“We’re going to have a real candid conversation with our board on April 13 about where the needs are, where the real growth is,” Walker told the commissioners. He added, “The real heartburn for us right now is some of the inner-city schools.”

Walker said that when the district accepts Title I money from the federal government for poor schools, administrators make a choice between hiring additional teachers to reduce class size and purchasing additional technological equipment. Reducing class size strains capacity. Walker added that enrollment increases are projected next year at Winston-Salem Prep, Atkins and Carver, the latter expected to jump from 700 to 1,000 students.

While inner-city neighborhoods have emptied out, the student population has dramatically diversified since 1994, with whites declining from 60 to 42 percent and blacks falling from 35 to 29 percent, while the Hispanic population exploded from 2 to 22 percent. The population of Asian and multiracial students has also increased.

The distribution of poor schools across the system reflects the class stratification of Forsyth County. Of the 74 schools in the system, four have a student population with less than 20 percent eligible to receive free and reduced lunch. More than half are distributed through the middle of the spectrum. But about a third of the schools have more than 80 percent of students on free and reduced lunch. The district refers to this type of sorting as “socio-economic segregation.”

Walker characterized the number of schools with high percentages of students on free and reduced lunch as “really concerning.” He added, “Those 25 schools with high poverty pose some challenges for staff and administrators.

In 2012, Winston-Salem/Forsyth County Schools graduated 80.9 percent of its students, overtaking Wake County by a nudge for second place among urban school systems. Neighboring Guilford County Schools maintains the highest graduation rate — 84.5 percent.

Walker attributed Guilford County’s comparably favorable graduation rate to its large number of early and middle colleges.

“They have a lot of opportunities to capture those kids that might possibly drop out,” Walker said.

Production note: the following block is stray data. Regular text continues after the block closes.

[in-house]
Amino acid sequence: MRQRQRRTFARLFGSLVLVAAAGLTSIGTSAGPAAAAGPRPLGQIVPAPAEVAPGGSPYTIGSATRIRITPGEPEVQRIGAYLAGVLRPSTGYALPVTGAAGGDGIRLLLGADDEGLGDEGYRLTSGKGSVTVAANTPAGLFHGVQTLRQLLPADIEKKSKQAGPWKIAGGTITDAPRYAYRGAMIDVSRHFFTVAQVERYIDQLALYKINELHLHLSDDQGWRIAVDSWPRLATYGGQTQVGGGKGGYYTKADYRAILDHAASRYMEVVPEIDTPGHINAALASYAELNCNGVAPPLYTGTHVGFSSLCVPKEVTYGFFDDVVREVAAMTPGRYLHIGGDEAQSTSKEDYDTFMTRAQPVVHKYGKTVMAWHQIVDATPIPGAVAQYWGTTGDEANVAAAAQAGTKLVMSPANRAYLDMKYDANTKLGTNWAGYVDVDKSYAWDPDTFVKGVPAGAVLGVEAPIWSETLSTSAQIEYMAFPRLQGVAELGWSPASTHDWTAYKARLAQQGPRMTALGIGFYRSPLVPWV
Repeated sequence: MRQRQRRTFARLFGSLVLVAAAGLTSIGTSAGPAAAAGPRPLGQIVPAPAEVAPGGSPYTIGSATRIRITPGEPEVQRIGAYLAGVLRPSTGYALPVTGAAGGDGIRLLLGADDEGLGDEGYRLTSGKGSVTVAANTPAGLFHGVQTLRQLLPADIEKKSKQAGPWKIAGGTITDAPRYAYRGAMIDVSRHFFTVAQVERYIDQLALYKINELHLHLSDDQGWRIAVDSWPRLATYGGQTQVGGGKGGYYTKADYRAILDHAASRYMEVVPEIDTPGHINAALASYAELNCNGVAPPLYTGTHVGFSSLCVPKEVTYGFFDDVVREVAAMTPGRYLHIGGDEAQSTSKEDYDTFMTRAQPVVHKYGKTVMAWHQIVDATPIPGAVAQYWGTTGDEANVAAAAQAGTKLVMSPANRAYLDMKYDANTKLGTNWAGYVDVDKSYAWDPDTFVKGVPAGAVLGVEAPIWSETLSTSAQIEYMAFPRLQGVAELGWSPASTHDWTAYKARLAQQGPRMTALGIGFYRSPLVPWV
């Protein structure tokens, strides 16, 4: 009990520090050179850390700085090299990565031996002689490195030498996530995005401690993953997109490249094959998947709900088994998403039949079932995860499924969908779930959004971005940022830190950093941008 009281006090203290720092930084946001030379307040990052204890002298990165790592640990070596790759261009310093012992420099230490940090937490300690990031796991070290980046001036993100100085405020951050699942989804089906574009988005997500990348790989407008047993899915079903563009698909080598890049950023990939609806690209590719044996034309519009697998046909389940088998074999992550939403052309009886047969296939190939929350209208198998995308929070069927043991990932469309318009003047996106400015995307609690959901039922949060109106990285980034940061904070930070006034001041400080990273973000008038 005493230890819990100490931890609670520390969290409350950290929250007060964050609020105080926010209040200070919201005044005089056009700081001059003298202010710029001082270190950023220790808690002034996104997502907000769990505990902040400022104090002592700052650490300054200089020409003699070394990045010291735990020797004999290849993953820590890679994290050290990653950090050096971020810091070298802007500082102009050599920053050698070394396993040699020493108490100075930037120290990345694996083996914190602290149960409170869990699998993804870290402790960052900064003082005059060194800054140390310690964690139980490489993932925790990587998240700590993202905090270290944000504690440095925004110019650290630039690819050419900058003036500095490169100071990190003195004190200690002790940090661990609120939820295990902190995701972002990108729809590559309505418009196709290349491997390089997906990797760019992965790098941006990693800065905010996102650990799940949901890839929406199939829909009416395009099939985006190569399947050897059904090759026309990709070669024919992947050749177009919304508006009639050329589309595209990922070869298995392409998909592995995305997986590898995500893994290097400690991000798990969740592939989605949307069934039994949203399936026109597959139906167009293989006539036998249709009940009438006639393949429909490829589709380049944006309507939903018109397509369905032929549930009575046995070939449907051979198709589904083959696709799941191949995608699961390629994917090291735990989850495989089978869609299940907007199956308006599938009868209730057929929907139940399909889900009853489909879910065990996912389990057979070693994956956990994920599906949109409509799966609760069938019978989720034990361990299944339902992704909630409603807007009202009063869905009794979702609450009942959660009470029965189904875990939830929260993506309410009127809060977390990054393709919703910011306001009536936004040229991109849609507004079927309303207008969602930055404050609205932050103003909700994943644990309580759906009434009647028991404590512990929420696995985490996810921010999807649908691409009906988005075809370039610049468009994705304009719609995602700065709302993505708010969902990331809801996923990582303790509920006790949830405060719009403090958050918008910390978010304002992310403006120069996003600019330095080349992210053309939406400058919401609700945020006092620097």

Notwithstanding improvements, Walker said Winston-Salem/Forsyth County Schools’ current graduation rate is “not acceptable.”

Moving on to another indicator, Walker said the system’s ratio of administrators per 1,000 students is among the 15 lowest in the state — a point of particular pride for Don Martin, the outgoing superintendent.

Commissioner Bill Whiteheart, a Republican elected at large, praised the school district.

“Two things that I think are worthy of commendation are the graduation rate — the first item is the graduation rate, which you mentioned is the second highest in the state; I think that’s worthy of bragging about,” Whiteheart said. “The other item was the efficiency rate you talked about. In the private sector we call that the A&G — administrative and general. Your graduation rate — performance — is up. Efficiency — costs go down. You have actually hit the ball out of the park. So congratulations, Babe Ruth.”

Walker quipped in response: “I didn’t tell you we have to stay at work every night until 10 o’clock.”

Commissioner Everette Witherspoon, the second Democrat who represents District A, synced with Whiteheart’s praise.

He said the district’s improved graduation rate — up from 70.8 percent in 2008 — is notable “especially because we have the highest rate of children in poverty, and we know the correlation between children in poverty and dropout rates.”

Witherspoon asked Walker about the district’s population of students labeled “EC,” or “exceptional children” — a term to designate students with disabilities.

“A lot of those kids don’t die,” Witherspoon said. “But a lot of those kids with low birth weight are more likely to be depressed, more likely to be ADHD, more likely to have anger management issues. What percentage of kids in those classes — EC, ADHD and the special education classes — are higher than the other urban counties?” Walker did not answer the question directly, instead responding, “It’s a fast growing population.”